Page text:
The gathering was a bit sparse, but the temperature was a near-perfect 22 degrees and the sky a deep blue, as Mayor Brian Bowman approached the podium to participate in raising the Multiple Sclerosis flag over city hall for its fifth consecutive year to mark Multiple Sclerosis Awareness Month in Canada. He was accompanied by representatives of the MS Society and MS sufferers.
And there was reason to call attention to this mysterious, wilful and fearsome disease, which continues to elude human efforts to tame it. As the society’s ambassador would tell the assembled group, Canada has the highest rate of MS in the world, and this province has one of the highest concentrations of MS in the country. Some 3,500 Manitobans are known to be affected.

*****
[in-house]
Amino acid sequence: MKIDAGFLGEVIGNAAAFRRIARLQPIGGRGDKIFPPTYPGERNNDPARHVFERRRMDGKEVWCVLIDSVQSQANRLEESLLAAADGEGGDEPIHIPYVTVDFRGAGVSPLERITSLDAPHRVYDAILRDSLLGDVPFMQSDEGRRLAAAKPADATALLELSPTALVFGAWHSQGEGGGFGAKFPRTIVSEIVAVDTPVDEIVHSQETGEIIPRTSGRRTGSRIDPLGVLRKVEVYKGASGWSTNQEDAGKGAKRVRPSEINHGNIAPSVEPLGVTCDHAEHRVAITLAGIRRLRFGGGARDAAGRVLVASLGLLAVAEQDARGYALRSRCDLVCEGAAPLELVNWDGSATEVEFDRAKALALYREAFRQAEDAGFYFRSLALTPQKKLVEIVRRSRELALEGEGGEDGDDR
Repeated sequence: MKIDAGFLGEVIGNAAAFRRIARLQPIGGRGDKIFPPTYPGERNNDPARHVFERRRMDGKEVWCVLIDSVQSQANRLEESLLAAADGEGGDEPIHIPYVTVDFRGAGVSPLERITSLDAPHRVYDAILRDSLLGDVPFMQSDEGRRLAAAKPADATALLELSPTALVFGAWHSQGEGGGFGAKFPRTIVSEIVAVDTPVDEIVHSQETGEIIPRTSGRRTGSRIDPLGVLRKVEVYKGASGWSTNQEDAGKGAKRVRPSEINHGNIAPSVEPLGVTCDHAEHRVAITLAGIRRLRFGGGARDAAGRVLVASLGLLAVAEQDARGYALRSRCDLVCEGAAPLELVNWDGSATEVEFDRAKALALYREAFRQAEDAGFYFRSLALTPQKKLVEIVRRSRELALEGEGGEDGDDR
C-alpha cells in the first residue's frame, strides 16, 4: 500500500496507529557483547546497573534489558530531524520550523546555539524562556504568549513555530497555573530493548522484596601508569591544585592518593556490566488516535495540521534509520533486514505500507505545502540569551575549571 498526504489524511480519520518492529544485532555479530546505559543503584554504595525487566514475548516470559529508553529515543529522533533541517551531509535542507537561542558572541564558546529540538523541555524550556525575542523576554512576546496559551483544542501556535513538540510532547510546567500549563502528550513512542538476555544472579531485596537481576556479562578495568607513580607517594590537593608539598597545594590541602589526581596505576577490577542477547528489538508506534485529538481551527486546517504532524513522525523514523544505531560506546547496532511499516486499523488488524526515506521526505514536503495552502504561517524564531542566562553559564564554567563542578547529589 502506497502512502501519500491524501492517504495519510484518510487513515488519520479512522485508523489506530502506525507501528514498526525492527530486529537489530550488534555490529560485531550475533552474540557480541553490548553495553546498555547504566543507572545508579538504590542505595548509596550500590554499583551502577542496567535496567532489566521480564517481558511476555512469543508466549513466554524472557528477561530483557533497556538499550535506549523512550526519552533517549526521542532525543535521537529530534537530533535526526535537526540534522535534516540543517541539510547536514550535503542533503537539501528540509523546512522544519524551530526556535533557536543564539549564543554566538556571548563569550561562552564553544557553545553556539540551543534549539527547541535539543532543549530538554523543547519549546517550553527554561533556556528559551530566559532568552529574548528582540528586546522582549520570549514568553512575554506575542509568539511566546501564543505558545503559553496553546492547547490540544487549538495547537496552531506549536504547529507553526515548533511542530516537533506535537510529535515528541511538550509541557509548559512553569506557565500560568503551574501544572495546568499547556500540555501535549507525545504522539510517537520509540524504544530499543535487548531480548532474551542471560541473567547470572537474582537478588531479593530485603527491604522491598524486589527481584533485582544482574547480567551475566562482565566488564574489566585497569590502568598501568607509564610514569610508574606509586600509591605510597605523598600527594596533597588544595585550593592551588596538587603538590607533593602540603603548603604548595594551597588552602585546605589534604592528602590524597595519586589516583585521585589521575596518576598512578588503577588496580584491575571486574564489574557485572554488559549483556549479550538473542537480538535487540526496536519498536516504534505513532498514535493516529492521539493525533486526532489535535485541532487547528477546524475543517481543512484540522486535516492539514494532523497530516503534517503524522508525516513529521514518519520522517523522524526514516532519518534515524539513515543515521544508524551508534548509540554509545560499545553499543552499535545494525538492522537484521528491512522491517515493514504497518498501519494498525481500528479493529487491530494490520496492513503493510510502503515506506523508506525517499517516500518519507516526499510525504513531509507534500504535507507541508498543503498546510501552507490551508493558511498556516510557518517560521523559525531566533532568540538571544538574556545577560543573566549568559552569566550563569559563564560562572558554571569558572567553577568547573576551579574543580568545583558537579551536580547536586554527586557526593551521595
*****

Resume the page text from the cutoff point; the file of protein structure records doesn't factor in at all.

MS, the mayor testified, is “a chronic, often disabling neurological disease. There is no known cause, or cure. It is unpredictable and costly, directly and indirectly impacting the lives of thousands of Canadians and their families.” Besides providing more than $80 million for research over the past half-century, he told the assembled group, the MS Society provides a wide range of programs, services and social action for people living with the disease.
The MS Society describes the disease’s symptoms as affecting vision, hearing, memory, balance and mobility, but says researchers are daily learning more about MS and zeroing in on ways to prevent it.